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CALLERI: Doctor Strange returns as the Marvel march continues | lifestyles

Back when hippies walked the Earth, a movie like Alejandro Jodorowsky’s “El Topo,” which enjoyed months of midnight screenings around the United States, was greeted by audiences with mood-elevating cheerfulness. The higher your mental enhancement, the greater the extraction of visual pleasures.

In Manhattan, “El Topo” ran seven days a week at the witching hour at the Elgin Theater from December 18, 1970 through the end of June 1971. The theater was on Eighth Avenue at 19th Street in the Chelsea neighborhood. Conviviality reigned supreme. Nobody would purposely harsh anyone’s mellow.

A disconnect from reality – from the physical plane, so to speak – resulted in a special appreciation of “El Topo” for many. Myriad essays have been written about the power and importance of the film from a cinematic and sociological angle. Director Jodorowsky followed up “El Topo” with “The Holy Mountain.”

Both are examples of what a movie can be if rules are tossed out the window. If the story told is so unusual, so unique, occasionally so bonkers that the experience of watching it becomes the overriding point of sitting in a theater.

Letting the film wash over you seem to be the message of “Doctor Strange In The Multiverse Of Madness,” which if you wish, you can call “Doctor Strange 2.” This latest entry in the Marvel Cinematic Universe (MCU) is the proverbial canary in the cinematic coal mine. If you can sit through its convoluted story, wait until you see what’s coming down the pike.

Before you go to a theater to watch the movie, which is the only way you can see it, here’s a caveat. You absolutely must be keyed in to everything that’s current about the MCU. You’ve got to know the players. You really do need a scorecard.

Dr. Stephen Strange (Benedict Cumberbatch) is a brilliant neurosurgeon, who, from the specific Multiverse in which he exists (there are hundreds of them), discovers that warlike characters in another Multiverse are misbehaving. He seeks help in dealing with the problem from Wanda Maximoff / Scarlett Witch (Elizabeth Olsen), but he soon discovers that she, well…, I’m purposely not revealing anything except to write that another female character, the teenager America Chavez (Xochitl Gomez), is equally essential.

I will state what I firmly believe should be a common sense reaction to what is a meandering movie. There’s a double-sided desire, from a variety of “people,” to kill Chavez because she has a lot of power. However, she becomes more powerful when threatened. Therefore, isn’t it smarter to weaken her by not trying to kill her?

And what’s with the giant green minotaur? It’s almost an afterthought, and a strange one at that. Additionally, Kamar-Taj was a mystical place. Does it make sense to make it less mystical? Is the cameo from Bruce Campbell as Pizza Poppa supposed to be played for laughs?

Through it all, with a CGI load of sorcerers involved and a major battle to sit through, there’s an army of promotional appearances from other Marvel characters. Ultimately, a gore-filled story is told that it is relatively uninteresting and assuredly repetitive. It’s also excessively loud and remarkably bland visually.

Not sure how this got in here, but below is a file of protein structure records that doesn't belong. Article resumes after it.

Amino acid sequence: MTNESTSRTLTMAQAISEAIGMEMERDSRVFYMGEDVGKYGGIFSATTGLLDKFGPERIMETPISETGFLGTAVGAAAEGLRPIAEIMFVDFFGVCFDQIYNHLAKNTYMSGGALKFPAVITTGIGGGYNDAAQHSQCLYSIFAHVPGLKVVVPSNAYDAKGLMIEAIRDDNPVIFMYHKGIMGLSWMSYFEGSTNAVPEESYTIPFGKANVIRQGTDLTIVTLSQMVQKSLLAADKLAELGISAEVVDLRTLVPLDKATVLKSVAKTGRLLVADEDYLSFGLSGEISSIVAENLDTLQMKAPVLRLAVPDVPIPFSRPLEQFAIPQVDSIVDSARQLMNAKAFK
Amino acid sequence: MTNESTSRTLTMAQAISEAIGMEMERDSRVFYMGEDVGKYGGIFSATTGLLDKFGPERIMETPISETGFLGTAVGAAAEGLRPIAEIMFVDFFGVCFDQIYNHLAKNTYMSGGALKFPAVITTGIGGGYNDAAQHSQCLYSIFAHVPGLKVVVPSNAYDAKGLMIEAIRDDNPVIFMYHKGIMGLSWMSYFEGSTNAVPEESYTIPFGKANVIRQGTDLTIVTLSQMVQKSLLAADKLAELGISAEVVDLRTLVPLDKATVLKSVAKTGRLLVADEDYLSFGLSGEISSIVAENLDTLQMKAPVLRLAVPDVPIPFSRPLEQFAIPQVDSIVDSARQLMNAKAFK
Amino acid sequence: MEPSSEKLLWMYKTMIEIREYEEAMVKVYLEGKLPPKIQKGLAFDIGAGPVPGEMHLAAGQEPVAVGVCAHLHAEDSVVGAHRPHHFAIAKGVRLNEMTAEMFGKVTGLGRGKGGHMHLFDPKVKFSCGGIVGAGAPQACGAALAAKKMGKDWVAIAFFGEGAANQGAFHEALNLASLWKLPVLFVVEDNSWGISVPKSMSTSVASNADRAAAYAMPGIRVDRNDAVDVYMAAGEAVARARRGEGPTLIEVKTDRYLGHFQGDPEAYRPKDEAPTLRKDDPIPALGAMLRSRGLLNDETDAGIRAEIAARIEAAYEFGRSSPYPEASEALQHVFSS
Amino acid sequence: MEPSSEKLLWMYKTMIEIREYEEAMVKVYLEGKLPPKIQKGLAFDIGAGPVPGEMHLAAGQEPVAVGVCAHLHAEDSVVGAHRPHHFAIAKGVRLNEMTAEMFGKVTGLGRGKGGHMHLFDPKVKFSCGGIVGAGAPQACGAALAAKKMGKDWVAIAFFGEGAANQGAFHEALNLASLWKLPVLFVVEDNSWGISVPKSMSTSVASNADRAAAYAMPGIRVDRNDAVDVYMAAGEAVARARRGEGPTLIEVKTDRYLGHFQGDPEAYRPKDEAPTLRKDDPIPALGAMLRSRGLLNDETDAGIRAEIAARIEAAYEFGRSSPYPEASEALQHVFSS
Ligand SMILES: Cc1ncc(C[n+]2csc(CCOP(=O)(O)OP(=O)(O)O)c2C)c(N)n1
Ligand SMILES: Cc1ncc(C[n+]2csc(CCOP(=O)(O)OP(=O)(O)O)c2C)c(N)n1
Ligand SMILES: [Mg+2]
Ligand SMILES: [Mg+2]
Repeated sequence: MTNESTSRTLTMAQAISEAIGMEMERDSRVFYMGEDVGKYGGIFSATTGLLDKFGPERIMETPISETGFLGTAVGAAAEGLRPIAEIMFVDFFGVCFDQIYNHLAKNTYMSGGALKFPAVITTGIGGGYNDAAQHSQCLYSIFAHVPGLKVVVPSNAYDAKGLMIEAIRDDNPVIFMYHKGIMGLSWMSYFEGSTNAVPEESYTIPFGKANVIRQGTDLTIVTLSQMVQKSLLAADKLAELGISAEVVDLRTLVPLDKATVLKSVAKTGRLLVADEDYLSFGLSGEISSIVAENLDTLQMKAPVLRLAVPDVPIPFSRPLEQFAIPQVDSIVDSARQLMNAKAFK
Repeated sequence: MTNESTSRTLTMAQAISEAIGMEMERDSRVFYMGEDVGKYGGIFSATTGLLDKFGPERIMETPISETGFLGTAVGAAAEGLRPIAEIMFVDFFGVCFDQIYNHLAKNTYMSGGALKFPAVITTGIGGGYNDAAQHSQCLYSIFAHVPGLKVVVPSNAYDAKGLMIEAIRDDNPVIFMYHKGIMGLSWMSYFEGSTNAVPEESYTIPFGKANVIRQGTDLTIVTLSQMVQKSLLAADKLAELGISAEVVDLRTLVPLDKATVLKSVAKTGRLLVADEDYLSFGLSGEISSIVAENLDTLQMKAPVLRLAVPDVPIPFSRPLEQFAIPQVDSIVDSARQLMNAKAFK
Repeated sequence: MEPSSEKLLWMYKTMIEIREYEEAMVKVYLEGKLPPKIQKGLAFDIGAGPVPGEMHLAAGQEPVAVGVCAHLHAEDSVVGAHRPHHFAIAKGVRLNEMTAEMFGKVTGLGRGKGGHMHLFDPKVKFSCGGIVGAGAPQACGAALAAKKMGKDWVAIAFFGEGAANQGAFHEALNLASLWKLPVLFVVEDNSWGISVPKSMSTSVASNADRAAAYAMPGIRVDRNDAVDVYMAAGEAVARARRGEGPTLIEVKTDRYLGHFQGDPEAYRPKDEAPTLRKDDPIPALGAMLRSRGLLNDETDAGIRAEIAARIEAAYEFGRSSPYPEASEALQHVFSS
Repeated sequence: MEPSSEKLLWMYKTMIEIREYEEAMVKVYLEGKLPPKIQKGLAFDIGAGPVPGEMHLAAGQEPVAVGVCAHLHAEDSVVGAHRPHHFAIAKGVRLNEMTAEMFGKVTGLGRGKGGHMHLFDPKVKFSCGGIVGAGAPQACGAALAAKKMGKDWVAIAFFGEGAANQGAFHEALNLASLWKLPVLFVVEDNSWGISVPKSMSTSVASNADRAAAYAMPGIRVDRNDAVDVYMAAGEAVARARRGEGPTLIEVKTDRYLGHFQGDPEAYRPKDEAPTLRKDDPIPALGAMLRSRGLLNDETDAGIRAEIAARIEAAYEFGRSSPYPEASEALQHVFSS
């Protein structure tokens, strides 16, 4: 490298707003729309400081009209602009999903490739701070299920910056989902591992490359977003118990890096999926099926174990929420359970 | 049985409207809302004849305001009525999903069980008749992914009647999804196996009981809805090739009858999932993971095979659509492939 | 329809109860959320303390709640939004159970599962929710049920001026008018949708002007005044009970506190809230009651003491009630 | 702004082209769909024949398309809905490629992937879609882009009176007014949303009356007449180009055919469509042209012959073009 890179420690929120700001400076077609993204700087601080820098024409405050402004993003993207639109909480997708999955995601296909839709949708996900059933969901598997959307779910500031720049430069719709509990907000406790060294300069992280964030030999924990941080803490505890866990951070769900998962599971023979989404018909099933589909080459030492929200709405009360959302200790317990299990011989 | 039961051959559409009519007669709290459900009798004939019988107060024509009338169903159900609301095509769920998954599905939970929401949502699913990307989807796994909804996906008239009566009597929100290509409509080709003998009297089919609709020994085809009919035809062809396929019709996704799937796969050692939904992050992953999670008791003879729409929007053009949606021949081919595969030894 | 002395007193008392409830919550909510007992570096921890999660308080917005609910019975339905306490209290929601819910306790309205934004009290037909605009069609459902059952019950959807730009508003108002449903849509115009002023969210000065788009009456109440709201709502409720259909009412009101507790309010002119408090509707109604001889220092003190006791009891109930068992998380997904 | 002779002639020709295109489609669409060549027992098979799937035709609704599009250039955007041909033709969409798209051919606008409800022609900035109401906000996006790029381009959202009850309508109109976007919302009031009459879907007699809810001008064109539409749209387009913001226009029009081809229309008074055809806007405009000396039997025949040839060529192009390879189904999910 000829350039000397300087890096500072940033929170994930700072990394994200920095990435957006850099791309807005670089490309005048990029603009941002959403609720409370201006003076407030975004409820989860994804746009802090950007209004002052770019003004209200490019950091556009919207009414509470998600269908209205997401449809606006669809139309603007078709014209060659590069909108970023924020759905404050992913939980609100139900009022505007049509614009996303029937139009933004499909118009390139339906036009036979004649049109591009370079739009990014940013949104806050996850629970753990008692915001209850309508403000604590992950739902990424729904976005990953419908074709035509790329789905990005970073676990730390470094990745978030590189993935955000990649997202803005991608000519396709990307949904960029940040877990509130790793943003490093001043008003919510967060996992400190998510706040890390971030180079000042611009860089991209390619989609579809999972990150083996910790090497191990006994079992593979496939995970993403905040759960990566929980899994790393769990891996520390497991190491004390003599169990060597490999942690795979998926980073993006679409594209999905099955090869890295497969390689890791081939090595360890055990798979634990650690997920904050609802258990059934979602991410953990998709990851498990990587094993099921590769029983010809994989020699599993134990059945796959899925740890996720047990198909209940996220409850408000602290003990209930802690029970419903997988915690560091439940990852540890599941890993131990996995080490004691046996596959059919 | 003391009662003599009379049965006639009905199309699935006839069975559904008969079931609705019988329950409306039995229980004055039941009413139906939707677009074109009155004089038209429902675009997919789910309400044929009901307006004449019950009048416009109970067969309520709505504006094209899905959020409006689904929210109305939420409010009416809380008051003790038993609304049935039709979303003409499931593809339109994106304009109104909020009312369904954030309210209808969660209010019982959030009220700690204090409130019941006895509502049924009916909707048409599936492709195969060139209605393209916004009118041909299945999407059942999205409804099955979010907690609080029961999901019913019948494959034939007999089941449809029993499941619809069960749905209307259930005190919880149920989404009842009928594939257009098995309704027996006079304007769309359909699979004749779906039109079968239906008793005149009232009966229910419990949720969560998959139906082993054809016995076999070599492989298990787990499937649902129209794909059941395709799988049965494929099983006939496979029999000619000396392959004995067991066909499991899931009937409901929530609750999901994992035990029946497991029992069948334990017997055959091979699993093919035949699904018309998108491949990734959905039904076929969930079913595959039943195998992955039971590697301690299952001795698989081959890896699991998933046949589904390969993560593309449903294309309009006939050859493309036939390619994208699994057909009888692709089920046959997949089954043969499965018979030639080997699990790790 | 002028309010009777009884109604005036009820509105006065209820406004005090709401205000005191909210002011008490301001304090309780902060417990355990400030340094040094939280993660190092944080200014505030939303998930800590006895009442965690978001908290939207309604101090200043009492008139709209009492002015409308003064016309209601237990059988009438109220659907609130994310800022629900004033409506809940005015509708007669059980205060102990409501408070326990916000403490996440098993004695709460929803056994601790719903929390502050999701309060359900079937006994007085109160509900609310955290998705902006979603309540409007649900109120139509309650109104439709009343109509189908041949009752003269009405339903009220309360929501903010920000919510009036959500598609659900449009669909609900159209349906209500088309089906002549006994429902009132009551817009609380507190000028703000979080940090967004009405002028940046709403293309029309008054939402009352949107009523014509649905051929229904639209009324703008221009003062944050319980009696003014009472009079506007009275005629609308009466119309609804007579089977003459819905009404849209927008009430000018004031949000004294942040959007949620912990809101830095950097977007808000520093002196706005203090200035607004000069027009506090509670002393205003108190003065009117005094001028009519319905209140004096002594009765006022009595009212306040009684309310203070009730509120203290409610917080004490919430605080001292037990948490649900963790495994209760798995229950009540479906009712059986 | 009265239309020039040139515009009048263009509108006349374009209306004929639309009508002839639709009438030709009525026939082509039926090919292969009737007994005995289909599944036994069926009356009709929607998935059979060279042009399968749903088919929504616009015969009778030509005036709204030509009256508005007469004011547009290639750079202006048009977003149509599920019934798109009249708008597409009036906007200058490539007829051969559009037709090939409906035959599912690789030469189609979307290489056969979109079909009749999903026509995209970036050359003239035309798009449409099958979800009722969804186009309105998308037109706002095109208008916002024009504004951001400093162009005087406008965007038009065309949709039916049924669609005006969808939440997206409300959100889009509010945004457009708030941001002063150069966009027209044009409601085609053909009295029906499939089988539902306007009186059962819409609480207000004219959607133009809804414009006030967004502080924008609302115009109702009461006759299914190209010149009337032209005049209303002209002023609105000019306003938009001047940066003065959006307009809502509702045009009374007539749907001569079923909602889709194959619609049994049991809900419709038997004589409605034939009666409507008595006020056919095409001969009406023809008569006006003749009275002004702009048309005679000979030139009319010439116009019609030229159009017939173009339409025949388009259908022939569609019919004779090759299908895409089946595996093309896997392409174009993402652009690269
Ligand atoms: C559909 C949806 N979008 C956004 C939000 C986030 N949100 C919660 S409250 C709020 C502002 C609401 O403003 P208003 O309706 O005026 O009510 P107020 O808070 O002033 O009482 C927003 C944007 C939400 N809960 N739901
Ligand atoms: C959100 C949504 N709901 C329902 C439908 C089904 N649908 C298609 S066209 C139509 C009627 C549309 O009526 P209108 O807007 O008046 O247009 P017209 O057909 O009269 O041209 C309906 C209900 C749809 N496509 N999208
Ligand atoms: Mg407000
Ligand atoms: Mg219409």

Your joy, if you choose to be joyful, is expected to rise from your delight at watching a parade of the denizens of the Marvel universe. Material will be delivered to you courtesy of a seemingly endless supply of crossover productions, including but not limited to streaming television shows, the most recent Spider-Man, the previous two Avengers entries, and, of course, the first “Doctor Strange.”

“Doctor Strange In The Multiverse Of Madness,” which is the 28th film in the MCU, has one smart and imaginative sequence. Laden with demons, Zombie Strange gives a stirring motivational speech. It won’t deliver you from evil, but it will surely nudge you awake.

Director Sam Raimi and screenwriter Michael Waldron try some ghoulish things that work only in a limited way. The cleverness needed from a comic book movie drifts away from them. Their film needed to be diabolical and it isn’t.

THE MYSTERIOUS CHILD IN THE FOREST. Two young girls meet in the woods, and they become friends in a way that connects families and generations. “Petite Maman” is about 8-year-old Nelly (Josephine Sanz), who adores her grandmother. After she dies, Nelly and her parents de ella go to clean out the woman’s home near a forest. It’s an emotional time for them, and Nelly finds solace during an exploratory walk she takes that will change her life from her.

Another young girl named Marion (Gabrielle Sanz) is seen in the woods and as the days pass, the two children grow closer to each other, as if they are slowly creating a new family. The girls literally build a hut in order to hold conversations. They talk about life and encouragement. The bonds forged by their emotions deepen. Is this turnabout mystical? Imaginative? Something more powerful? The stories they tell are endearing and also rife with hints of a fantastic spiritual connection.

“Petite Maman,” which is written and directed by France’s Celine Sciamma, is both a reflection on the power of grief and an intriguing mystery. The girls share secrets that, as Sciamma carefully reveals, link them in an unusual way. The director understands childlike curiosity and the importance of maintaining a child’s sweetly innocent nature. She also understands heartbreak.

Sciamma’s film, which is playing at the North Park Theater in metro Buffalo-Niagara, is a delicate cinematic poem that beautifully glides from nostalgia to something genuine and insightful. The acting by the Sanz sisters is magical.

Michael Calleri reviews films for the CNHI news network. Contact him at


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